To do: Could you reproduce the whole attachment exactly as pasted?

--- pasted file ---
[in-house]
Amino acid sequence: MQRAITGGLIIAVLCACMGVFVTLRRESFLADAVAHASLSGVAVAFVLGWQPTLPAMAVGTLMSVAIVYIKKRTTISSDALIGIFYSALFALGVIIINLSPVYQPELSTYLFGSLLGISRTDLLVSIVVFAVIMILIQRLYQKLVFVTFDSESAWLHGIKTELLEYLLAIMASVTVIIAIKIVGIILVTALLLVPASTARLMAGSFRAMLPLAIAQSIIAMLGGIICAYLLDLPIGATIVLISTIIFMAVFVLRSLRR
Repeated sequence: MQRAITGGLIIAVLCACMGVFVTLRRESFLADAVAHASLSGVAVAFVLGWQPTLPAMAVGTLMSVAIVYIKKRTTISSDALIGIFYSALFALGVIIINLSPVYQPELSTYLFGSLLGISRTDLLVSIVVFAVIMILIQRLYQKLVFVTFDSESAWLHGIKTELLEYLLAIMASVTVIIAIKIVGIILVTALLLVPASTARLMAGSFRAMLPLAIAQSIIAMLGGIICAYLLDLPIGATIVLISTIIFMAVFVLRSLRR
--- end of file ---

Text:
[in-house]
Amino acid sequence: MQRAITGGLIIAVLCACMGVFVTLRRESFLADAVAHASLSGVAVAFVLGWQPTLPAMAVGTLMSVAIVYIKKRTTISSDALIGIFYSALFALGVIIINLSPVYQPELSTYLFGSLLGISRTDLLVSIVVFAVIMILIQRLYQKLVFVTFDSESAWLHGIKTELLEYLLAIMASVTVIIAIKIVGIILVTALLLVPASTARLMAGSFRAMLPLAIAQSIIAMLGGIICAYLLDLPIGATIVLISTIIFMAVFVLRSLRR
Repeated sequence: MQRAITGGLIIAVLCACMGVFVTLRRESFLADAVAHASLSGVAVAFVLGWQPTLPAMAVGTLMSVAIVYIKKRTTISSDALIGIFYSALFALGVIIINLSPVYQPELSTYLFGSLLGISRTDLLVSIVVFAVIMILIQRLYQKLVFVTFDSESAWLHGIKTELLEYLLAIMASVTVIIAIKIVGIILVTALLLVPASTARLMAGSFRAMLPLAIAQSIIAMLGGIICAYLLDLPIGATIVLISTIIFMAVFVLRSLRR